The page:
Reach out to one of our specialist trauma counselors and book an evaluation to see how you can let hope arise within you once more. Our counselors are ready to help you to break free from the burden on trauma and enable you to see that you are worth the investment. The recovery process may be long and at times difficult, but the effort is worth it to equip you to face battles in the future.

References:

Colson, Denice. (2016). Implementing trauma-informed care in Christian Counseling. Retrieved from https://www.slideshare.net/DeniceColson/implementing-traumainformed-care-in-christian-counseling

Psychology Today. (2017). Trauma informed care and why it matters. Retrieved from https://www.psychologytoday.com/us/blog/modern-day-slavery/201707/trauma-informed-care-and-why-it-matters

SAMHSA (2018). Trauma-Informed Approach and Trauma-Specific Interventions. Retrieved from https://www.samhsa.gov/nctic/trauma-interventions

Photos:
“Beautiful Lady”, Courtesy of it’s me neosiam, Pexels.com; CC0 License; “Fog,” courtesy of Etienne Desclides, unsplash.com, CC0 License; “Alone,” courtesy of pixabay.com, pexels.com, CC0 License; “Woman Praying”, Courtesy of Ben White, Unsplash.com, CC0 License

Common Signs of Abuse and What to Do About It

Domestic abuse used to be a somewhat hidden topic. It may have seemed too shameful to speak about, especially because of the strong possibility that disclosure would be met with skepticism. Although it’s become more acceptable to talk about abuse today, victims are still often met with disbelief or blame. For this reason, among others, they are often afraid to talk about their experience.

In this article, we’ll discuss the most statistically prevalent form of abuse, which is committed by a male perpetrator on a female victim. (It is possible for any gender to commit abuse, which means men can be victims as well.)

Here are some of the most frequent questions I am asked as a domestic abuse counselor:

  • If there’s no physical violence, is it really abuse?
  • If he’s never touched me but is threatening and controlling, is this abuse?
  • Is it possible to fix the relationship?

I want this article to be a place to define domestic abuse. I’ll also list some of the most common signs for outsiders to be aware of, and for victims to be able to confirm that what they are experiencing is indeed abuse. I’ll also outline what steps a victim can take upon finding themselves in an abusive situation.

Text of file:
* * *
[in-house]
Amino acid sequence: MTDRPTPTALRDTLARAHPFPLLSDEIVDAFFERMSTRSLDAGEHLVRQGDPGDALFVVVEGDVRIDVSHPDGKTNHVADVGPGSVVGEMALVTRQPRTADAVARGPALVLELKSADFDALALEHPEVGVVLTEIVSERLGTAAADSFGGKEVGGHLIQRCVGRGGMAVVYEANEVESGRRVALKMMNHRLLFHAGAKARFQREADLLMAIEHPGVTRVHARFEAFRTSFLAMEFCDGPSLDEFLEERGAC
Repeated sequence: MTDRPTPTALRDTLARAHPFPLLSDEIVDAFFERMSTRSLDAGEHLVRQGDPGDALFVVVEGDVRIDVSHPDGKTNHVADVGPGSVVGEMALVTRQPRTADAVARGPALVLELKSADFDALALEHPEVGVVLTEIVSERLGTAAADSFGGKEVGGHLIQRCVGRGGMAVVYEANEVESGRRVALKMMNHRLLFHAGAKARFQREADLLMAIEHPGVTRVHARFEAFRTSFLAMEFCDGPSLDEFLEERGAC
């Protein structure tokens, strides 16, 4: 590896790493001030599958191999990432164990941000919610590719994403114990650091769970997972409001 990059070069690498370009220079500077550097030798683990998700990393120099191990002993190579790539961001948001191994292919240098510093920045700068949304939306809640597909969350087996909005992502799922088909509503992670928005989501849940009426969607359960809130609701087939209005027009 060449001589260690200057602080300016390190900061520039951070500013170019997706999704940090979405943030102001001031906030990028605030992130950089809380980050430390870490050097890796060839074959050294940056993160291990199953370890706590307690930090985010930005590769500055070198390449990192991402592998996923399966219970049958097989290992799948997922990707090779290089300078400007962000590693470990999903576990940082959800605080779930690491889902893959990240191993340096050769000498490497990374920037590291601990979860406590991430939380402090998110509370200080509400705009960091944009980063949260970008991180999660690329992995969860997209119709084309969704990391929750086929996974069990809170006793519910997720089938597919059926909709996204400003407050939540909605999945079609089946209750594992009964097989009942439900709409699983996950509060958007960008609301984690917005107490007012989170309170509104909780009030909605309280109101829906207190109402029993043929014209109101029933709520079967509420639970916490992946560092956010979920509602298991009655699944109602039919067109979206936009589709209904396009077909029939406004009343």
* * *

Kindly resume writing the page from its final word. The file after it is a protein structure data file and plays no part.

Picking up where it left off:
The Definition of Domestic Abuse

Abuse is rooted in a sense of entitlement and a desire for control. The attempt to control can involve many different behaviors, including threats, fear-mongering, physical violence, or other attempts to limit the victim’s independence.

Domestic abuse does not discriminate. It can happen to anyone. Its cyclical nature traps victims into believing that it’s eventually going to change, but then it never does. It crosses socio-economic, racial, and religious barriers, and it can happen to victims of any age.

Because of how insidious domestic abuse is, it’s often difficult for victims to fully acknowledge what’s happening to them. Domestic abuse tends to escalate over time, making the victim’s situation increasingly dangerous.

Acknowledging the abuse is the first step. Recognizing what’s happening to you includes the realization that you are worth far more than this and don’t deserve to be treated in such a way (although the abuser will try to blame you).

Meeting with a professional can be the next step, but make sure that you are doing so safely to avoid retaliatory actions from your abuser. When a victim takes even a small step towards independence, abuse can escalate quickly.

Common Signs of Abuse: The Power and Control Wheel

The “Power and Control Wheel” is a resource used by the National Domestic Violence Hotline. It divides abuse into eight categories, which you can see in the following image. Here you’ll see that abuse includes but is not limited to physical actions.

Coercion and threats: This can include self-harm, threats of suicide, or threats to hurt you or someone you love. Possible threats include violent ones, but other forms of harm are included as well.

An abuser may threaten to get you in trouble in some way or take something you value. These threats are made in order to intimidate you so you’ll submit to their demands or allow them to further abuse you. Threats of self-harm may also be used, in order to guilt you into giving in to the abuser’s demands.

Domestic abuse does not always happen how you might think. It can start small and build up from there. Often, abusers choose kind-hearted, empathetic victims whose very strengths are used against them. The victims are then manipulated into a life of submission to a controlling, abusive partner.

Intimidation: This form of abuse is related to coercion and threats. Intimidation describes the instilling of fear to force the victim into compliance. If the victim does not comply, she knows there will be consequences.

Emotional abuse: This type of abuse can be easy to hide or deny. Since it doesn’t leave physical scars, the abuser often claims the abuse didn’t happen or that the victim is exaggerating, being overly sensitive, etc.

Emotional abuse is a pattern of mind games, put-downs, insults that may or may not be disguised as jokes, minimizing, denying, blame-shifting, gaslighting, using male privilege, and more. The effect of this over time is that the victim’s confidence and self-worth drastically deteriorate. The victim then finds herself constantly seeking the intermittent reinforcement (periods of affection, approval, compliments, etc.) that the abuser periodically doles out.

This type of abuse can seem subtle, but it can eventually overtake the entire relationship and become normalized. When you’re coming to terms with emotional abuse, you need to know that it is not okay for your partner to degrade you, bully you, or verbally abuse you.